PRIMARILY PLAY
Aithentic play has the following
characteristics:
Play is natural and instinctive
• All children play, no matter the environment or
culture. However, it is tragic that for some children
in the world, play is replaced by work to meet
basic needs of survival. Play is as much a part of
the landscape of childhood as nurturing. No one
has to teach a baby how to play with her toes, or
provide instruction to a toddler on how to play
with blocks. Older children too retain the play
instinct as they construct a clubhouse, make up
a new ball game, or explore musical instruments.
The teacher in the classroom creates the environment
for play and provides the opportunities for children
take the play in their own direction.
Play is interactive
• Vygotsky (1976) argued decades ago that all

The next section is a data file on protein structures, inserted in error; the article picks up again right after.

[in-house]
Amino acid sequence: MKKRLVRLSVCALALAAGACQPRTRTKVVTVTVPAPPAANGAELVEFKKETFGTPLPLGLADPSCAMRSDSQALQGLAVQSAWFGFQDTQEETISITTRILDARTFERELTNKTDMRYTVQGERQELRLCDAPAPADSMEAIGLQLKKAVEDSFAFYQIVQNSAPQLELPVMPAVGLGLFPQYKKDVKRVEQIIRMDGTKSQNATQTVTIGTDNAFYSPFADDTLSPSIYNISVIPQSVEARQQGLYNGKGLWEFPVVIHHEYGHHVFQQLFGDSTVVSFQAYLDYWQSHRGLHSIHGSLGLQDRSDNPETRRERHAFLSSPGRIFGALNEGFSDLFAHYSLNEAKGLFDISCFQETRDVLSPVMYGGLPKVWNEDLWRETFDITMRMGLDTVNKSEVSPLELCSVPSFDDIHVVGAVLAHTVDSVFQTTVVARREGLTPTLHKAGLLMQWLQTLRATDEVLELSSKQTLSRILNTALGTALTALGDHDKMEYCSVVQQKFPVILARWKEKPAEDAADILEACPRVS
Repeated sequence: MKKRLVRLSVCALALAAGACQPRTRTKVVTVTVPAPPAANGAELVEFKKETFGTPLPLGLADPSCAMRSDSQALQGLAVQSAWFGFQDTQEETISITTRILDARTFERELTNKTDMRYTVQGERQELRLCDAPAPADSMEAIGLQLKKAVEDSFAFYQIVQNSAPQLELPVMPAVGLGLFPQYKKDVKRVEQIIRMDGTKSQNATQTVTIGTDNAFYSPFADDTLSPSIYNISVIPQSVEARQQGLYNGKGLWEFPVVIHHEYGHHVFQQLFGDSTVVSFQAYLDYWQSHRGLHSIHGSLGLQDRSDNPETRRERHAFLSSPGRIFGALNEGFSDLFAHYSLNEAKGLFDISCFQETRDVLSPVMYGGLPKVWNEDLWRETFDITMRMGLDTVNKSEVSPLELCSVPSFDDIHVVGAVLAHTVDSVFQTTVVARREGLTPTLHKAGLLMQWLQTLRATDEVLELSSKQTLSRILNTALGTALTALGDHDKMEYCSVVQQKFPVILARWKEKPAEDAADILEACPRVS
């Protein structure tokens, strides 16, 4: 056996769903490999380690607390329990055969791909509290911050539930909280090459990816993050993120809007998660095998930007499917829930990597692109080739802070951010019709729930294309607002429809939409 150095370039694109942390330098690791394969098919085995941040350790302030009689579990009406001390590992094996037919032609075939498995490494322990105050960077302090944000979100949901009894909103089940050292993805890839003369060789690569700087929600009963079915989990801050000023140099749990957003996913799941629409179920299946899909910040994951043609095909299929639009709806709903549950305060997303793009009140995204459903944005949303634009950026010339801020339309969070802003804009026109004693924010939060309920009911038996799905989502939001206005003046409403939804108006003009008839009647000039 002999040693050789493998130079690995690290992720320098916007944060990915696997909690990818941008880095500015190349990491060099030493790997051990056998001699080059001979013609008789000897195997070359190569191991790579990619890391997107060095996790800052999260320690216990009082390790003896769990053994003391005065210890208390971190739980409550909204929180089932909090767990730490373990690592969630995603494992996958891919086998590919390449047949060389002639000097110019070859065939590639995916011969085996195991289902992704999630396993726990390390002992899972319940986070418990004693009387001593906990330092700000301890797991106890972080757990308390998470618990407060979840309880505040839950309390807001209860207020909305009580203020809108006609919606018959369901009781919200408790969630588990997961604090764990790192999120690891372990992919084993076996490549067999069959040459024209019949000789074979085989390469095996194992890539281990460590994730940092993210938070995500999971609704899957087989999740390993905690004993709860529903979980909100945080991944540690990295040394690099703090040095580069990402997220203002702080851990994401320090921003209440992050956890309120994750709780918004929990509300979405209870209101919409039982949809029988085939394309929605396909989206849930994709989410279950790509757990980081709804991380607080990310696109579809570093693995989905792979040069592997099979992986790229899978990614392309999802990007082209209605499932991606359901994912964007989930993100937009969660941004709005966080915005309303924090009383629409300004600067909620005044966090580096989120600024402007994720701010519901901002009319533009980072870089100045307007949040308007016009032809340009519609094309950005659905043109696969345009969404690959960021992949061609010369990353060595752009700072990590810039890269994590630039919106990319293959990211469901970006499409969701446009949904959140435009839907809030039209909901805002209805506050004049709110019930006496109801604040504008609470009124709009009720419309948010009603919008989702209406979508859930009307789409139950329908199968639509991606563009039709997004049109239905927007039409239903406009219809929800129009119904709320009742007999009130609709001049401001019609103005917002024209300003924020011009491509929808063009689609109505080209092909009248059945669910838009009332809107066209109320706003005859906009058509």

play is social. Even a baby wants a play partner,
not to show him how to play, but simply to have
someone with whom to interact. Play is the
way children learn to take their place in a social
context. This cannot be learned any other way.
Play is repetitive
• Repetition is an important aspect of play at
any level. It is through repetitive actions that
children integrate new learning into existing
frameworks of understanding. They need to see
the predictability that comes through repeating
something over and over. This is the process that
solidifies learning.
Play is inventive
• Play sets the imagination in motion. It provides
opportunities for the creative power to grow and
strengthen over time and with experience.
AUTHENTIC PLAY